By Dennis D’Alesandro
Hive/Cave, a group show containing more than 35 artists at Pageant : Soloveev through July 17, sees Philadelphia as the breeding grounds for a disparate collection of insect-like hives where busy artists shack up and take shelter. Once settled in these spaces, they are able to simmer, grow, collect, and spit out their art like sugary vomit to nourish their neighbors and children.
Assembled by Daniel Dalseth, owner and director of Pageant, the show is packed with raw cutting edge art by both up-and-coming as well as established Philadelphia-based artists. With sculpture, video, sound, drawing, installation and photography, the show is a smartly curated hodgepodge of mediums reflecting the current state of contemporary art across the city. Hive/Cave was also rife with performances on opening night, which included live hair-cuts accompanied by a barber shop quartet, and a multi-sensory performance by gas-mask wearing painters with microphones amplifying their breathing and other surreal sounds.
Upon entering the gallery, high on the western wall is a large triangular wall sculpture by Liv Helgesen made from paper stacked between wooden planks and then burned. This is a really powerful piece with a menacing presence and volume in the room. It comes off as some sort of totemic symbol, a lo-fi mathematical hieroglyphic that alludes to a strange, pagan alchemy.
Helgesen’s triangle goes really well with Dante Blackstone’s excellent Christmas tree installation on the ceiling. Four Douglas-firs defy gravity and aggregate with each other in the middle of the ceiling of the gallery. Although this piece has a dangerously sacrilegious feel, it simultaneously portends to the existence of God. It’s as though God has used his great powers to summon his children into heaven – but they just can’t seem to get through the ceiling. One ponders whether the limitations lie with the divine power, or if humans have sealed their own fate and trapped themselves within the confines of their own creations.
Another awesome piece, perhaps my favorite in the show, is an installation by Preston Link. A modest wooden box hangs just above an inconspicuous light switch. A horizontal slit at the center of the box reveals the outer edge of a band saw blade, which is housed out of sight inside the box. The blade is painted with the step-by-step modulations of an artist’s color wheel. When you flick the switch, it fires up the loud saw inside, causing the multicolored color wheel to spin so that all of the individual colors appear to mix together. The result is a beautiful grey-golden mud that shimmers and reverberates like a hallucination hovering from the box’s slash. This humorous piece speaks to the power of illusion through calculated visual editing. If you can cancel out the blaring sound of the saw, it’s almost like magic!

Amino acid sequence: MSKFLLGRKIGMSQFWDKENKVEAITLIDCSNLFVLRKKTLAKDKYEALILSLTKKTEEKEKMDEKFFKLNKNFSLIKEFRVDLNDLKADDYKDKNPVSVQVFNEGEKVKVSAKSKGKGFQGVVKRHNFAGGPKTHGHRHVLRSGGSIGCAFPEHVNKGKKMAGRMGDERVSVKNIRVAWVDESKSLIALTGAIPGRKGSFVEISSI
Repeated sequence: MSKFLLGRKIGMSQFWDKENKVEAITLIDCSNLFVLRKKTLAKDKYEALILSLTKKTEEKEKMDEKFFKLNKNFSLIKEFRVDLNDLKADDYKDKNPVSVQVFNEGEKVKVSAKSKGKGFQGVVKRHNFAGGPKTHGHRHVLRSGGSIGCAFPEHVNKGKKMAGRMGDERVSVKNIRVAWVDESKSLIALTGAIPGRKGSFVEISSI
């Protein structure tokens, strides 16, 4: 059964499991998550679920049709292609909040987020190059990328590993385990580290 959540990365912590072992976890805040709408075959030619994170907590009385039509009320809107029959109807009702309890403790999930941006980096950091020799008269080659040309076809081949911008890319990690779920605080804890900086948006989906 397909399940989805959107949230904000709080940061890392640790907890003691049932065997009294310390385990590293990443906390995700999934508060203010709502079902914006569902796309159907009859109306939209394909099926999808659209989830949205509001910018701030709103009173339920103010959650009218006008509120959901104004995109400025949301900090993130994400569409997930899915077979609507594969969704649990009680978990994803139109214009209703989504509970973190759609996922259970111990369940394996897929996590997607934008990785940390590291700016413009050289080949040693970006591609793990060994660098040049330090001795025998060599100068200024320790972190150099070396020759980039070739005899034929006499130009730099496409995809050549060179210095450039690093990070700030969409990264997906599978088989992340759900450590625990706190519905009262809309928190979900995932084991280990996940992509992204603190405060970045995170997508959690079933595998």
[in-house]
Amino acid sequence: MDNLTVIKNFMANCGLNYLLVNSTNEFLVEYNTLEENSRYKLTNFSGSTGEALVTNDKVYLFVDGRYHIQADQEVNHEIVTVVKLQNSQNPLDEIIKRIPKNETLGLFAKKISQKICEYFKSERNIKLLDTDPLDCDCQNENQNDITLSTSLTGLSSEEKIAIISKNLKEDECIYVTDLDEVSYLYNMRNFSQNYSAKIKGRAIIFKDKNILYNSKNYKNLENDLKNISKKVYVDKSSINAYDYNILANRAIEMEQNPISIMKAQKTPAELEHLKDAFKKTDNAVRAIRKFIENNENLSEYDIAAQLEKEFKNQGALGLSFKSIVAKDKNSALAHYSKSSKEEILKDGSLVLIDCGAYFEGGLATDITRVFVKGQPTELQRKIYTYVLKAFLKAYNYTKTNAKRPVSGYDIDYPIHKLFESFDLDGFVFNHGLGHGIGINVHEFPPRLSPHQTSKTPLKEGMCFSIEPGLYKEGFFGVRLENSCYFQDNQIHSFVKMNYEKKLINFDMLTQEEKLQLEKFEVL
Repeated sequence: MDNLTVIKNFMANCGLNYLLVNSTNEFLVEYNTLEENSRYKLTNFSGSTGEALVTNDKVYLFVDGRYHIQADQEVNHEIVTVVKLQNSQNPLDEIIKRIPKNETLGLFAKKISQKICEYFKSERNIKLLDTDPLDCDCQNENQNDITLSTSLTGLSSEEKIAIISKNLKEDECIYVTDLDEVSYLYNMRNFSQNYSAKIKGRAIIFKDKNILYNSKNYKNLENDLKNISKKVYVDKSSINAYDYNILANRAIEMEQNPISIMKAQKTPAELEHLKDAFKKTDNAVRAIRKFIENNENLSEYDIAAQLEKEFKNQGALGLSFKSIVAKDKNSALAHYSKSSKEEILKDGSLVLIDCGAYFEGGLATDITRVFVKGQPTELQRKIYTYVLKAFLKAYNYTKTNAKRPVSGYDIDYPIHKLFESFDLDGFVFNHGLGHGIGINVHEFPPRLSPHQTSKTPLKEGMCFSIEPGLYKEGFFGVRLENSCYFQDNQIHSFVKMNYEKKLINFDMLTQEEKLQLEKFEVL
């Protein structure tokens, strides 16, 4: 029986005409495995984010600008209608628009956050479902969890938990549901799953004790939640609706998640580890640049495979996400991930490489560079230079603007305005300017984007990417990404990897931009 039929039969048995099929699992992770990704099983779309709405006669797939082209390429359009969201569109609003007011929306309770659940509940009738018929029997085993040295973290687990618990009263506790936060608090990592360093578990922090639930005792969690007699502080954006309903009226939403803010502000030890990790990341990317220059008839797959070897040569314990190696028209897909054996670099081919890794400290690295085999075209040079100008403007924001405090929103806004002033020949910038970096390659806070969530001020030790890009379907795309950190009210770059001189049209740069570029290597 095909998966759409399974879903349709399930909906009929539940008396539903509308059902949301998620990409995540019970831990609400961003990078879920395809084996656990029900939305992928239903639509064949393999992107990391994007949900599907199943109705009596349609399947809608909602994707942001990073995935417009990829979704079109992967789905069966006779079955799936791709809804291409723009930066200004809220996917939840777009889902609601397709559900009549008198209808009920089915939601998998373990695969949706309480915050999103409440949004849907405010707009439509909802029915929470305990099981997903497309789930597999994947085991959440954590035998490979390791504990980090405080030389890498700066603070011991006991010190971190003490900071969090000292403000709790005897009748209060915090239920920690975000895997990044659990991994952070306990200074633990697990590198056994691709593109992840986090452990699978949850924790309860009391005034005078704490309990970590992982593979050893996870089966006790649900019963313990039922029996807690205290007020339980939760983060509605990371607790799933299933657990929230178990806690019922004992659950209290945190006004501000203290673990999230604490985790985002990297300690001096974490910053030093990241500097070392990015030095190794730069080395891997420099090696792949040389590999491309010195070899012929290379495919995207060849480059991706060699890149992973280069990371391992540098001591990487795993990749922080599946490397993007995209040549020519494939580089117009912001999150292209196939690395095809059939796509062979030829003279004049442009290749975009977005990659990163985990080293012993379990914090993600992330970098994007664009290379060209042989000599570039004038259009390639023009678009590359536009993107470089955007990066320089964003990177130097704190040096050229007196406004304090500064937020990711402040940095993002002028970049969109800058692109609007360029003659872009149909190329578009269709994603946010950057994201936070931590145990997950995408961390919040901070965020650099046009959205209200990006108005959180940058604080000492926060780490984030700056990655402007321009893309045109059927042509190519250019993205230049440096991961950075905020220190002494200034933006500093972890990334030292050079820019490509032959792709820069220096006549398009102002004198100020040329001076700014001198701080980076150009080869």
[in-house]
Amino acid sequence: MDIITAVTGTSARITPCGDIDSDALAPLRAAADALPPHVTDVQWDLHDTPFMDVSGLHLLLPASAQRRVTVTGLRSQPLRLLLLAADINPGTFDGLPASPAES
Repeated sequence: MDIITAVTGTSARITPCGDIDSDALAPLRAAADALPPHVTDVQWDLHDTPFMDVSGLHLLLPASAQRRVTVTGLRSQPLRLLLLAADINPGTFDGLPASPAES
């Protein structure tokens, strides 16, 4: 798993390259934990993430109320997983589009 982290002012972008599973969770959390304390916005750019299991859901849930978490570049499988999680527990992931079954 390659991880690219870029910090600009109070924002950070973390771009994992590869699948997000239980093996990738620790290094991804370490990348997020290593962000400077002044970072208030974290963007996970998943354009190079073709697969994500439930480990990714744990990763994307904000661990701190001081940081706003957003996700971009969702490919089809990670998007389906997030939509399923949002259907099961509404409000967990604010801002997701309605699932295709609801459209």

Other standouts from this excellent show include Marc Zajack’s cement boat sculpture; intricate black and white paper cuts by Joe Boruchow; an eight-hour tape loop recording of an interview with Chinese artist Ai Weiwei by Hong Kong Phooey; and Michael Olivo’s self-destructing battleship/shark installation.
A small sculpture by Zajack perfectly sums up the intention of Hive/Cave. A small piece of dollhouse furniture, with its cabinet doors flung open, spews an uncontrollable outpouring of waxen honey. It could be seen as a metaphor for the artist, who packs things away inside until a critical mass is achieved and the floodgates open, revealing a new body of work that gushes outward in an unforeseeable, new rush of expression.
All in all, the show is a great success, piecing together a beautiful, irreverent, humorous, alchemical, and immediate compendium of contemporary art from the many hives and caves dispersed throughout the city of cheesesteaks.